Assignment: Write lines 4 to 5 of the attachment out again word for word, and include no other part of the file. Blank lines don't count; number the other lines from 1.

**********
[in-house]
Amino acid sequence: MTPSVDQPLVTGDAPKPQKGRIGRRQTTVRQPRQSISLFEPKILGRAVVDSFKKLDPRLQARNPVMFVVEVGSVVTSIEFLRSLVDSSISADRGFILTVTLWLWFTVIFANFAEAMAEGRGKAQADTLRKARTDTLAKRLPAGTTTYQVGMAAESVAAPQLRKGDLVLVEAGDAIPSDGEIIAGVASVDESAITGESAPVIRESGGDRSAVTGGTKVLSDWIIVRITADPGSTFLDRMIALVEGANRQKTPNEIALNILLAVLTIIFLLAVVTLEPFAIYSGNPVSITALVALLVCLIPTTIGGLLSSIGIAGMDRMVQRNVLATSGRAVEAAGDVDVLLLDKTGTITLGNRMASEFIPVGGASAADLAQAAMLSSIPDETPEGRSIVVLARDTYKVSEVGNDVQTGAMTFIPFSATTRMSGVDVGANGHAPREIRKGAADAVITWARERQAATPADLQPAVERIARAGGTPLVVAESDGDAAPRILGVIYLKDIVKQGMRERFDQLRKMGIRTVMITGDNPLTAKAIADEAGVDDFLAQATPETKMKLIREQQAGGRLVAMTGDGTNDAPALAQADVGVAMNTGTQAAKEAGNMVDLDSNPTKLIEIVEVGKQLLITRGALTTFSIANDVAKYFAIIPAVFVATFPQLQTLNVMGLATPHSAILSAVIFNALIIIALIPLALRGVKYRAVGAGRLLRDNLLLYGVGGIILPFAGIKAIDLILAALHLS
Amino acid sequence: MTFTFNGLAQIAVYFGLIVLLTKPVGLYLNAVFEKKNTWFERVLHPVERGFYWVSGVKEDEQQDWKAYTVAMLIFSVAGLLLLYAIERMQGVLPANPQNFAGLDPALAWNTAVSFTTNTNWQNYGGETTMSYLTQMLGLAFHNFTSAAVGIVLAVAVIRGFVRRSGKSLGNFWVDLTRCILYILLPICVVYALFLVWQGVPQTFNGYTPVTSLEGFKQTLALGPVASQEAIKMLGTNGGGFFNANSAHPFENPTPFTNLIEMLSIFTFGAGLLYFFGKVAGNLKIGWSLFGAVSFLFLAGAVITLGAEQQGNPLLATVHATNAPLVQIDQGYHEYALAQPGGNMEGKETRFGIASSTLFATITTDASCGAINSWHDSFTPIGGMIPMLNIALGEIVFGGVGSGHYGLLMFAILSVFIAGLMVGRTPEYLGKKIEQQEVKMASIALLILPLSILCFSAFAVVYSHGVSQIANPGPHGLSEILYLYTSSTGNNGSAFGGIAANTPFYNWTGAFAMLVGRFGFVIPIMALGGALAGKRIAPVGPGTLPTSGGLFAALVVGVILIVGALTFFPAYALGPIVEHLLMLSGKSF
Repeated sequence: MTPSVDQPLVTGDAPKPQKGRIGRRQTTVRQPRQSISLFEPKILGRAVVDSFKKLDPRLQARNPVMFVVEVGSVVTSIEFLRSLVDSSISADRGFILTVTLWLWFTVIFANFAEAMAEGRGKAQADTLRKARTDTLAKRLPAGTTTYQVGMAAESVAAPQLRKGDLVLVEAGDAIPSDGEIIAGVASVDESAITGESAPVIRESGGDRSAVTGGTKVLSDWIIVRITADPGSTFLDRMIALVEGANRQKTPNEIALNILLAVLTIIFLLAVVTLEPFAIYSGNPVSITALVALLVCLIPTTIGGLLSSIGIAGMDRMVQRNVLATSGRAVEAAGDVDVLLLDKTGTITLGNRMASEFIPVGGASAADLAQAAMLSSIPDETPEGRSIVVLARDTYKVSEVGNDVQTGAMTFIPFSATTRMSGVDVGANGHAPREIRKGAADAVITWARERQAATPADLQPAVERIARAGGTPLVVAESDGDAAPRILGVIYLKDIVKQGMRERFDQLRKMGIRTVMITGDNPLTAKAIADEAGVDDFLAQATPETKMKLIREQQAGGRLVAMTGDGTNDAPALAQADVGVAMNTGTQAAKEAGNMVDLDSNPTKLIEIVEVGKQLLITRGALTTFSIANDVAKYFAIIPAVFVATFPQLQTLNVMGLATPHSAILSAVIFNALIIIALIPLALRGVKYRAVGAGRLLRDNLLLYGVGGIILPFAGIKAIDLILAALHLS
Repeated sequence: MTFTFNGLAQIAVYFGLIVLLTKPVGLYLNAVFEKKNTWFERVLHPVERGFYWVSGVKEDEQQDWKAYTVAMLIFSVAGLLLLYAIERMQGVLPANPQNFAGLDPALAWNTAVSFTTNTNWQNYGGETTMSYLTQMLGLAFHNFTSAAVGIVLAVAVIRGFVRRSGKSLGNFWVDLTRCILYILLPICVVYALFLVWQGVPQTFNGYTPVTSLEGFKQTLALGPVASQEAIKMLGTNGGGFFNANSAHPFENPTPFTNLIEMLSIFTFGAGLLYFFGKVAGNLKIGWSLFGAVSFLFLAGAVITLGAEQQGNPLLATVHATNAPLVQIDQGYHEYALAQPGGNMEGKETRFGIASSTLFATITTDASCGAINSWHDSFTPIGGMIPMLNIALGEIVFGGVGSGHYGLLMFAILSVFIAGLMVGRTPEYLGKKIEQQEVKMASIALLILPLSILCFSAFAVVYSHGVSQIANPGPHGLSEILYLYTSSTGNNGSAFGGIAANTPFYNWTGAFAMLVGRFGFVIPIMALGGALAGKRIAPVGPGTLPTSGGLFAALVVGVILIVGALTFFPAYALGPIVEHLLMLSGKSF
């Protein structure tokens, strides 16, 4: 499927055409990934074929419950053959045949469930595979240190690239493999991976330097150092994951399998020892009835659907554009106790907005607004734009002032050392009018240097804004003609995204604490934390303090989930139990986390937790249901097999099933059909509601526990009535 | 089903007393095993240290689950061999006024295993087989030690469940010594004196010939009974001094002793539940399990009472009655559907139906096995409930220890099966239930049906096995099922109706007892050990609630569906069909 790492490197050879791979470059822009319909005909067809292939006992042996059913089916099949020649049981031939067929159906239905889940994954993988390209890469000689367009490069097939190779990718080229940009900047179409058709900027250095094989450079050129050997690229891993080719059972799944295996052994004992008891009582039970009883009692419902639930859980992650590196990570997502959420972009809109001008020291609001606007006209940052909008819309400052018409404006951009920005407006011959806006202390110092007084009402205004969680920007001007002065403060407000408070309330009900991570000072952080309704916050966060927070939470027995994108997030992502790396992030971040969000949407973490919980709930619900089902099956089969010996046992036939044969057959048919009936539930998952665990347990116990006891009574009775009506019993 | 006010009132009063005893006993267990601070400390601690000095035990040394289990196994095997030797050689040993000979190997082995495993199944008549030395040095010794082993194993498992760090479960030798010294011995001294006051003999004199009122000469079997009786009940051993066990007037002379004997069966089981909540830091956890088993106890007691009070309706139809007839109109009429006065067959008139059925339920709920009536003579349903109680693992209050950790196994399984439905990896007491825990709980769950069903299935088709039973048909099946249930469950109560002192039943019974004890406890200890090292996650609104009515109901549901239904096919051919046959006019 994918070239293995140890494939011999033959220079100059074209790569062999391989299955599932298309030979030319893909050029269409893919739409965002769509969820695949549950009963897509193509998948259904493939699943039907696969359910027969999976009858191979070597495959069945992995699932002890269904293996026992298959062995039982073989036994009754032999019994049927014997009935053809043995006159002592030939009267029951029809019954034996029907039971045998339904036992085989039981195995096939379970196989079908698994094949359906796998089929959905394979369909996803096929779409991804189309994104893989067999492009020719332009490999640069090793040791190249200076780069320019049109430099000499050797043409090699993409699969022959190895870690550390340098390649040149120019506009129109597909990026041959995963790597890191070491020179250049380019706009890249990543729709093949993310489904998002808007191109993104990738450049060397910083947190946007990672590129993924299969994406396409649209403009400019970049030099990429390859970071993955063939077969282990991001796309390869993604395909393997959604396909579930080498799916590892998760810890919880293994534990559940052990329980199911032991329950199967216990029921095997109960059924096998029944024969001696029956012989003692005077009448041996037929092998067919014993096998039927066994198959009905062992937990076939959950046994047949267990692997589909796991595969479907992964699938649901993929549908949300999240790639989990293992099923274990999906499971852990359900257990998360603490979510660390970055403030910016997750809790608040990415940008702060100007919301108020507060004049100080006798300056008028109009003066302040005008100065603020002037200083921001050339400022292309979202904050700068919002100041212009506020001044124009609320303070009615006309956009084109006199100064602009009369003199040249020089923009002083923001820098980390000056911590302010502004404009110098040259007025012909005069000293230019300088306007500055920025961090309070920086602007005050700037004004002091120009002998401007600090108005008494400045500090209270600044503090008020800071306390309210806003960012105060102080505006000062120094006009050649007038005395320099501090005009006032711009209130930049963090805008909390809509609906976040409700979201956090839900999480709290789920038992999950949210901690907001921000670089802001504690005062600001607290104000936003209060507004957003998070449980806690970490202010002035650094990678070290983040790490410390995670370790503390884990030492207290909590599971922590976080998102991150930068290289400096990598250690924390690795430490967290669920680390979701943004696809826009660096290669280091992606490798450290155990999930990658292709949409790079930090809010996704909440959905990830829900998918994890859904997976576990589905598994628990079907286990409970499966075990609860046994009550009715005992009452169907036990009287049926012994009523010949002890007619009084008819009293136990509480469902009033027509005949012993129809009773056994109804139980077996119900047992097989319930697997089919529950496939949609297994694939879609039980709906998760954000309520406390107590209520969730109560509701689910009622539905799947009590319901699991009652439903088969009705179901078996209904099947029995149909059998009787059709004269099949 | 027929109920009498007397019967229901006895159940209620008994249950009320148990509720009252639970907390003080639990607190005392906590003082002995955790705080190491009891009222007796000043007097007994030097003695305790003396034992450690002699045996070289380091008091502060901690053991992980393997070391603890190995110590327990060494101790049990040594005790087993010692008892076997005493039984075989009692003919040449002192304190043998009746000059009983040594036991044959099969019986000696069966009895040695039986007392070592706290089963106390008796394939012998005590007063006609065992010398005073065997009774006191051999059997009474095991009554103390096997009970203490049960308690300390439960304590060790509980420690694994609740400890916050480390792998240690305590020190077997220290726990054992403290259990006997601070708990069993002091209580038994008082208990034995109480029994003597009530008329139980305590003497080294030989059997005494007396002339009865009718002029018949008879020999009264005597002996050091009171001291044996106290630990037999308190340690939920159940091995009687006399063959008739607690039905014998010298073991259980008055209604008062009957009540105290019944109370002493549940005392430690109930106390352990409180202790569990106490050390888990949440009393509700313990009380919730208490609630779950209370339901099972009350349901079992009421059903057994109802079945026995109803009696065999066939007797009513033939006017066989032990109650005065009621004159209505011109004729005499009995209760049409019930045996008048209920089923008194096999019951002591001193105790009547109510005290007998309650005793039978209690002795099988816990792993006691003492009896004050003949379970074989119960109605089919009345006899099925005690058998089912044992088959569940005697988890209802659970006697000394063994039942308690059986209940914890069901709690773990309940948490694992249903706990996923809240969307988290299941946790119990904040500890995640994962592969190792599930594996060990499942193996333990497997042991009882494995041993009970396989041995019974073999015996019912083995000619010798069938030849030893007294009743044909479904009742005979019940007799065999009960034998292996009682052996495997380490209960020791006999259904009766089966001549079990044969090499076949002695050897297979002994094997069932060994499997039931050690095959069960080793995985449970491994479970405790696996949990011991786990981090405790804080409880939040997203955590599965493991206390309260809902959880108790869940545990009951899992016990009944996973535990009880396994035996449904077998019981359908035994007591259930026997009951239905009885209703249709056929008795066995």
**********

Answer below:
Repeated sequence: MTPSVDQPLVTGDAPKPQKGRIGRRQTTVRQPRQSISLFEPKILGRAVVDSFKKLDPRLQARNPVMFVVEVGSVVTSIEFLRSLVDSSISADRGFILTVTLWLWFTVIFANFAEAMAEGRGKAQADTLRKARTDTLAKRLPAGTTTYQVGMAAESVAAPQLRKGDLVLVEAGDAIPSDGEIIAGVASVDESAITGESAPVIRESGGDRSAVTGGTKVLSDWIIVRITADPGSTFLDRMIALVEGANRQKTPNEIALNILLAVLTIIFLLAVVTLEPFAIYSGNPVSITALVALLVCLIPTTIGGLLSSIGIAGMDRMVQRNVLATSGRAVEAAGDVDVLLLDKTGTITLGNRMASEFIPVGGASAADLAQAAMLSSIPDETPEGRSIVVLARDTYKVSEVGNDVQTGAMTFIPFSATTRMSGVDVGANGHAPREIRKGAADAVITWARERQAATPADLQPAVERIARAGGTPLVVAESDGDAAPRILGVIYLKDIVKQGMRERFDQLRKMGIRTVMITGDNPLTAKAIADEAGVDDFLAQATPETKMKLIREQQAGGRLVAMTGDGTNDAPALAQADVGVAMNTGTQAAKEAGNMVDLDSNPTKLIEIVEVGKQLLITRGALTTFSIANDVAKYFAIIPAVFVATFPQLQTLNVMGLATPHSAILSAVIFNALIIIALIPLALRGVKYRAVGAGRLLRDNLLLYGVGGIILPFAGIKAIDLILAALHLS
Repeated sequence: MTFTFNGLAQIAVYFGLIVLLTKPVGLYLNAVFEKKNTWFERVLHPVERGFYWVSGVKEDEQQDWKAYTVAMLIFSVAGLLLLYAIERMQGVLPANPQNFAGLDPALAWNTAVSFTTNTNWQNYGGETTMSYLTQMLGLAFHNFTSAAVGIVLAVAVIRGFVRRSGKSLGNFWVDLTRCILYILLPICVVYALFLVWQGVPQTFNGYTPVTSLEGFKQTLALGPVASQEAIKMLGTNGGGFFNANSAHPFENPTPFTNLIEMLSIFTFGAGLLYFFGKVAGNLKIGWSLFGAVSFLFLAGAVITLGAEQQGNPLLATVHATNAPLVQIDQGYHEYALAQPGGNMEGKETRFGIASSTLFATITTDASCGAINSWHDSFTPIGGMIPMLNIALGEIVFGGVGSGHYGLLMFAILSVFIAGLMVGRTPEYLGKKIEQQEVKMASIALLILPLSILCFSAFAVVYSHGVSQIANPGPHGLSEILYLYTSSTGNNGSAFGGIAANTPFYNWTGAFAMLVGRFGFVIPIMALGGALAGKRIAPVGPGTLPTSGGLFAALVVGVILIVGALTFFPAYALGPIVEHLLMLSGKSF